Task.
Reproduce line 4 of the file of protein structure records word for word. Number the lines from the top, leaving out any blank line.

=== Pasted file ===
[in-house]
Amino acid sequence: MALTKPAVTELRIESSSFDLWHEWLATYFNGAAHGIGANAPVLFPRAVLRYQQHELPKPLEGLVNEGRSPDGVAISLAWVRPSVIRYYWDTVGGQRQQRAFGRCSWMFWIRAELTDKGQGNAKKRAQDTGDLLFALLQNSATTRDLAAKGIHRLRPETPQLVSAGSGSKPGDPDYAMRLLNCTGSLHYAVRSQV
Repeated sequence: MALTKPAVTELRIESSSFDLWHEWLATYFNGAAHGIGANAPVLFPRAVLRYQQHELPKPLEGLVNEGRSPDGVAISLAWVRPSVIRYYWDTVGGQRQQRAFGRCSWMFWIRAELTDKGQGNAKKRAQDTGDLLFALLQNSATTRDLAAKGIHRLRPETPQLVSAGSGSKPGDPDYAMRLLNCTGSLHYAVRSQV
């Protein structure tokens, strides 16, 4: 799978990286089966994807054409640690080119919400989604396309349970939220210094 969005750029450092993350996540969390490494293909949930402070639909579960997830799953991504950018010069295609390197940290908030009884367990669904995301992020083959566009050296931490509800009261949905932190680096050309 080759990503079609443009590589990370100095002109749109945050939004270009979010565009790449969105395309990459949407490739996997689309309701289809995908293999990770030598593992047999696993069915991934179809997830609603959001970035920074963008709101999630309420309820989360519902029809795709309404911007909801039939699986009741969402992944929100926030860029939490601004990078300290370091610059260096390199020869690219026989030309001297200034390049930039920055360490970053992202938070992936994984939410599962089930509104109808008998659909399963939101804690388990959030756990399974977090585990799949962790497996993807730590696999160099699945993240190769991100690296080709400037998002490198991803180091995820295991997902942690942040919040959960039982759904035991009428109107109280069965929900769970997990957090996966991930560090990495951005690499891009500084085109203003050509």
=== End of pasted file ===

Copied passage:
């Protein structure tokens, strides 16, 4: 799978990286089966994807054409640690080119919400989604396309349970939220210094 969005750029450092993350996540969390490494293909949930402070639909579960997830799953991504950018010069295609390197940290908030009884367990669904995301992020083959566009050296931490509800009261949905932190680096050309 080759990503079609443009590589990370100095002109749109945050939004270009979010565009790449969105395309990459949407490739996997689309309701289809995908293999990770030598593992047999696993069915991934179809997830609603959001970035920074963008709101999630309420309820989360519902029809795709309404911007909801039939699986009741969402992944929100926030860029939490601004990078300290370091610059260096390199020869690219026989030309001297200034390049930039920055360490970053992202938070992936994984939410599962089930509104109808008998659909399963939101804690388990959030756990399974977090585990799949962790497996993807730590696999160099699945993240190769991100690296080709400037998002490198991803180091995820295991997902942690942040919040959960039982759904035991009428109107109280069965929900769970997990957090996966991930560090990495951005690499891009500084085109203003050509």